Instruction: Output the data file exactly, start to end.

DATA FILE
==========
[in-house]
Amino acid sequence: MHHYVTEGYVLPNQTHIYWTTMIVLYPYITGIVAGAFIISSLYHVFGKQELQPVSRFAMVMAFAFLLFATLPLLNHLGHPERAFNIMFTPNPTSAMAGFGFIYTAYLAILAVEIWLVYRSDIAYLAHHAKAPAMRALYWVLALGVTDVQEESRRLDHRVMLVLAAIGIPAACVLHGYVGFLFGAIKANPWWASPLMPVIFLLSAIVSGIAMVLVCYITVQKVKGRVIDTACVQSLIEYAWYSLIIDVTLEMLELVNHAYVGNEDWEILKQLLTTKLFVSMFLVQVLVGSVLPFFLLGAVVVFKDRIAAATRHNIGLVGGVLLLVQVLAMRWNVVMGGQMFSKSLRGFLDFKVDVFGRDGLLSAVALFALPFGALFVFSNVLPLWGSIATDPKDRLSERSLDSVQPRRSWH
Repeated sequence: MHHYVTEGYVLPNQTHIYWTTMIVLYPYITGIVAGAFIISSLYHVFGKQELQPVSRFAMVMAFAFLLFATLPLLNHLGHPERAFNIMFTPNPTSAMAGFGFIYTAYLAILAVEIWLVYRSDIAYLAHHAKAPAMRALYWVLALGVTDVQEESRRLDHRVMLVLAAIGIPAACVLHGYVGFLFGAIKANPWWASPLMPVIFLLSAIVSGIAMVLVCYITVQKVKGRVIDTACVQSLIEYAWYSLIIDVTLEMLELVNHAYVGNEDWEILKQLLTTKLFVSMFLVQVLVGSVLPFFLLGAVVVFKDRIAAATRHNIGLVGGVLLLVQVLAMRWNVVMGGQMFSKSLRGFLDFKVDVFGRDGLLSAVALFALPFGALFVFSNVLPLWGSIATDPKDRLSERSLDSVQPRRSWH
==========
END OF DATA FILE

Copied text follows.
[in-house]
Amino acid sequence: MHHYVTEGYVLPNQTHIYWTTMIVLYPYITGIVAGAFIISSLYHVFGKQELQPVSRFAMVMAFAFLLFATLPLLNHLGHPERAFNIMFTPNPTSAMAGFGFIYTAYLAILAVEIWLVYRSDIAYLAHHAKAPAMRALYWVLALGVTDVQEESRRLDHRVMLVLAAIGIPAACVLHGYVGFLFGAIKANPWWASPLMPVIFLLSAIVSGIAMVLVCYITVQKVKGRVIDTACVQSLIEYAWYSLIIDVTLEMLELVNHAYVGNEDWEILKQLLTTKLFVSMFLVQVLVGSVLPFFLLGAVVVFKDRIAAATRHNIGLVGGVLLLVQVLAMRWNVVMGGQMFSKSLRGFLDFKVDVFGRDGLLSAVALFALPFGALFVFSNVLPLWGSIATDPKDRLSERSLDSVQPRRSWH
Repeated sequence: MHHYVTEGYVLPNQTHIYWTTMIVLYPYITGIVAGAFIISSLYHVFGKQELQPVSRFAMVMAFAFLLFATLPLLNHLGHPERAFNIMFTPNPTSAMAGFGFIYTAYLAILAVEIWLVYRSDIAYLAHHAKAPAMRALYWVLALGVTDVQEESRRLDHRVMLVLAAIGIPAACVLHGYVGFLFGAIKANPWWASPLMPVIFLLSAIVSGIAMVLVCYITVQKVKGRVIDTACVQSLIEYAWYSLIIDVTLEMLELVNHAYVGNEDWEILKQLLTTKLFVSMFLVQVLVGSVLPFFLLGAVVVFKDRIAAATRHNIGLVGGVLLLVQVLAMRWNVVMGGQMFSKSLRGFLDFKVDVFGRDGLLSAVALFALPFGALFVFSNVLPLWGSIATDPKDRLSERSLDSVQPRRSWH